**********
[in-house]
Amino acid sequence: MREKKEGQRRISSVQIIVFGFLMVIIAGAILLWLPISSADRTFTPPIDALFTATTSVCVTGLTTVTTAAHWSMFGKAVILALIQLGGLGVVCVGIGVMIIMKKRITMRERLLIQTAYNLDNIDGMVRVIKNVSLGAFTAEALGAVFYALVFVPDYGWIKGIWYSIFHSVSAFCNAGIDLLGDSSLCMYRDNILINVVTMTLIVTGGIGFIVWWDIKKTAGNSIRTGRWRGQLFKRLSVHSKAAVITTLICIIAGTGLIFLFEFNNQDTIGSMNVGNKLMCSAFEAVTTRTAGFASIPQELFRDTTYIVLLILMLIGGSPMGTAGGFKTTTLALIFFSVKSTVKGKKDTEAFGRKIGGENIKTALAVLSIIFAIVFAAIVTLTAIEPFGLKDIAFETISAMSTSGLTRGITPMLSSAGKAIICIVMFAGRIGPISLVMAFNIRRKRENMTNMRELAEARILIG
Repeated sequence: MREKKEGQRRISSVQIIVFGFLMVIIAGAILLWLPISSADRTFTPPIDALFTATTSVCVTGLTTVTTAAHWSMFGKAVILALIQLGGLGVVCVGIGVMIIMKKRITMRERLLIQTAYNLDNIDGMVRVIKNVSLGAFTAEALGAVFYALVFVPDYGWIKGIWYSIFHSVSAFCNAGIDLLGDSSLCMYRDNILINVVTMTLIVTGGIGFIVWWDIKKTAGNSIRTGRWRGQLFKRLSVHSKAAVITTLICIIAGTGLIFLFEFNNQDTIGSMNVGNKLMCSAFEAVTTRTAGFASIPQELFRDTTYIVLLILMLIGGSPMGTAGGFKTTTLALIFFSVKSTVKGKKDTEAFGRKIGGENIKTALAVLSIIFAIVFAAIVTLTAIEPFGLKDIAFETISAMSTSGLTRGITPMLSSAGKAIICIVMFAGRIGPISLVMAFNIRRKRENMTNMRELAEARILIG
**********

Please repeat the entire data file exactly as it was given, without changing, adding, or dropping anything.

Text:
[in-house]
Amino acid sequence: MREKKEGQRRISSVQIIVFGFLMVIIAGAILLWLPISSADRTFTPPIDALFTATTSVCVTGLTTVTTAAHWSMFGKAVILALIQLGGLGVVCVGIGVMIIMKKRITMRERLLIQTAYNLDNIDGMVRVIKNVSLGAFTAEALGAVFYALVFVPDYGWIKGIWYSIFHSVSAFCNAGIDLLGDSSLCMYRDNILINVVTMTLIVTGGIGFIVWWDIKKTAGNSIRTGRWRGQLFKRLSVHSKAAVITTLICIIAGTGLIFLFEFNNQDTIGSMNVGNKLMCSAFEAVTTRTAGFASIPQELFRDTTYIVLLILMLIGGSPMGTAGGFKTTTLALIFFSVKSTVKGKKDTEAFGRKIGGENIKTALAVLSIIFAIVFAAIVTLTAIEPFGLKDIAFETISAMSTSGLTRGITPMLSSAGKAIICIVMFAGRIGPISLVMAFNIRRKRENMTNMRELAEARILIG
Repeated sequence: MREKKEGQRRISSVQIIVFGFLMVIIAGAILLWLPISSADRTFTPPIDALFTATTSVCVTGLTTVTTAAHWSMFGKAVILALIQLGGLGVVCVGIGVMIIMKKRITMRERLLIQTAYNLDNIDGMVRVIKNVSLGAFTAEALGAVFYALVFVPDYGWIKGIWYSIFHSVSAFCNAGIDLLGDSSLCMYRDNILINVVTMTLIVTGGIGFIVWWDIKKTAGNSIRTGRWRGQLFKRLSVHSKAAVITTLICIIAGTGLIFLFEFNNQDTIGSMNVGNKLMCSAFEAVTTRTAGFASIPQELFRDTTYIVLLILMLIGGSPMGTAGGFKTTTLALIFFSVKSTVKGKKDTEAFGRKIGGENIKTALAVLSIIFAIVFAAIVTLTAIEPFGLKDIAFETISAMSTSGLTRGITPMLSSAGKAIICIVMFAGRIGPISLVMAFNIRRKRENMTNMRELAEARILIG